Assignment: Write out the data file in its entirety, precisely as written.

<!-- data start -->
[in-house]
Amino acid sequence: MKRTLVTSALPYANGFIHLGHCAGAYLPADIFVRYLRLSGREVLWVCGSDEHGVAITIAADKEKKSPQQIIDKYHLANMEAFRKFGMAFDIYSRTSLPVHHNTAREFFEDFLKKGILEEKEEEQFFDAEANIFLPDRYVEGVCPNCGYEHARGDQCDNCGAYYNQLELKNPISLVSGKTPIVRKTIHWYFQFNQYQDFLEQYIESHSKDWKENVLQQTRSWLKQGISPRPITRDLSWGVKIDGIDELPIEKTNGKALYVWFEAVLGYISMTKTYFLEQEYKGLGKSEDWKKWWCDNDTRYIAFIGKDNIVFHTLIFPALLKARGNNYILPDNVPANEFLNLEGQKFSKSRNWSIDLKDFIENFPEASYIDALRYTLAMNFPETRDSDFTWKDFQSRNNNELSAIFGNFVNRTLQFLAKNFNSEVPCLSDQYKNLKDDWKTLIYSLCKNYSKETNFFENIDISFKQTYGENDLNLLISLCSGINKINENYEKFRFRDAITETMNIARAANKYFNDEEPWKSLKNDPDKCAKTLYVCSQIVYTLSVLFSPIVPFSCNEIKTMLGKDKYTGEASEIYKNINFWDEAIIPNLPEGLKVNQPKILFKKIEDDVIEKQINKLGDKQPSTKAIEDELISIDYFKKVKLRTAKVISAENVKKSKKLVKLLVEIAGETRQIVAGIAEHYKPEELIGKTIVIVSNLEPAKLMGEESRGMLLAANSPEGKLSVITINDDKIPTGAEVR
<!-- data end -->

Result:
[in-house]
Amino acid sequence: MKRTLVTSALPYANGFIHLGHCAGAYLPADIFVRYLRLSGREVLWVCGSDEHGVAITIAADKEKKSPQQIIDKYHLANMEAFRKFGMAFDIYSRTSLPVHHNTAREFFEDFLKKGILEEKEEEQFFDAEANIFLPDRYVEGVCPNCGYEHARGDQCDNCGAYYNQLELKNPISLVSGKTPIVRKTIHWYFQFNQYQDFLEQYIESHSKDWKENVLQQTRSWLKQGISPRPITRDLSWGVKIDGIDELPIEKTNGKALYVWFEAVLGYISMTKTYFLEQEYKGLGKSEDWKKWWCDNDTRYIAFIGKDNIVFHTLIFPALLKARGNNYILPDNVPANEFLNLEGQKFSKSRNWSIDLKDFIENFPEASYIDALRYTLAMNFPETRDSDFTWKDFQSRNNNELSAIFGNFVNRTLQFLAKNFNSEVPCLSDQYKNLKDDWKTLIYSLCKNYSKETNFFENIDISFKQTYGENDLNLLISLCSGINKINENYEKFRFRDAITETMNIARAANKYFNDEEPWKSLKNDPDKCAKTLYVCSQIVYTLSVLFSPIVPFSCNEIKTMLGKDKYTGEASEIYKNINFWDEAIIPNLPEGLKVNQPKILFKKIEDDVIEKQINKLGDKQPSTKAIEDELISIDYFKKVKLRTAKVISAENVKKSKKLVKLLVEIAGETRQIVAGIAEHYKPEELIGKTIVIVSNLEPAKLMGEESRGMLLAANSPEGKLSVITINDDKIPTGAEVR